Drew Cumberland forced back into retirement

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Sad news to pass along from Padres’ camp.

Padres’ vice president of player development and international scouting Randy Smith told Corey Brock of MLB.com that prospect infielder Drew Cumberland has ended his comeback attempt.

Cumberland retired for the first time last summer after being diagnosed with bilateral vestibulopathy, a rare inner-ear condition which can cause blurred vision, dizziness and headaches. The 23-year-old has a history of concussions dating back to before he was a supplemental first-round pick of the Padres back in 2007. He was cleared to resume his career after visiting with concussion specialists in November, but his symptoms resurfaced this spring.

“I talked to Cumby [Sunday] and he said that his symptoms had returned and he just wasn’t going to be able to continue,” said Randy Smith, the Padres’ vice president of player development and international scouting.

“I told him to take as much time as he needs … but I don’t think that the outcome is going to change.”

Cumberland was ranked as the organization’s No. 9 prospect by Baseball America last offseason after batting .316/.380/.430 over his first four professional seasons. It’s a shame his career is over at such a young age, but hopefully his condition eventually improves to the point where he can have some quality of life again.

Javier Baez, D.J. LeMahieu have disagreement about sign-stealing

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Fellow second basemen Javier Baez of the Cubs and D.J. LeMahieu of the Rockies got into a disagreement in the top of the third inning of Sunday’s game at Coors Field over sign-stealing.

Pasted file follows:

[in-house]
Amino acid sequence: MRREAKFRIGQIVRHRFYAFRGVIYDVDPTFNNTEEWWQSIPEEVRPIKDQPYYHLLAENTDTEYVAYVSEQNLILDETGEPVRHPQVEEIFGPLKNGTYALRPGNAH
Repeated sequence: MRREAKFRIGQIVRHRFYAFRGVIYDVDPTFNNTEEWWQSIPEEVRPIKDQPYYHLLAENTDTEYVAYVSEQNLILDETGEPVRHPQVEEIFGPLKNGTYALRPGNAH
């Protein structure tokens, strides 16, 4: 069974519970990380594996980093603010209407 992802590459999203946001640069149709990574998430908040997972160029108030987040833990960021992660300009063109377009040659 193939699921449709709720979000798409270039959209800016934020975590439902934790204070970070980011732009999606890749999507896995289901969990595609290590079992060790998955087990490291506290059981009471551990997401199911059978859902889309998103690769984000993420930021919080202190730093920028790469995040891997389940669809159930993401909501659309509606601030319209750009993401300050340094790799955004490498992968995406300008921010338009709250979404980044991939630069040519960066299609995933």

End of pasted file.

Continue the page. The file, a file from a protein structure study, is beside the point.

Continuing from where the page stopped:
LeMahieu reached on a fielder’s choice ground out, then advanced to second base on Charlie Blackmon‘s single. While Nolan Arenado and Trevor Story were batting, Baez was concerned that LeMahieu was relaying the Cubs’ signs to his teammates. Baez decided to stand in front of LeMahieu to block any information he might have been giving to Arenado and Story. LeMahieu got irritated and the two jawed at each other for a bit. Umpires Vic Carapazza and Greg Gibson had to intervene to tell Baez to knock it off.

There has always been a back-and-forth with alleged sign-stealing. As long as teams aren’t using technology to steal signs, it’s fair game for players to relay information to their teammates about the opposing team’s signs. Last year, MLB determined the Red Sox went against the rules and used technology — an Apple watch in this case — to steal signs from the Yankees. Other teams in the past have been accused of using binoculars from the bullpen to steal signs. In this particular case with Baez and LeMahieu, there was no foul play going on, just Baez trying to make the Rockies cede what he perceived to be their slight competitive advantage.

The Cubs went on to beat the Rockies 9-7 on Sunday.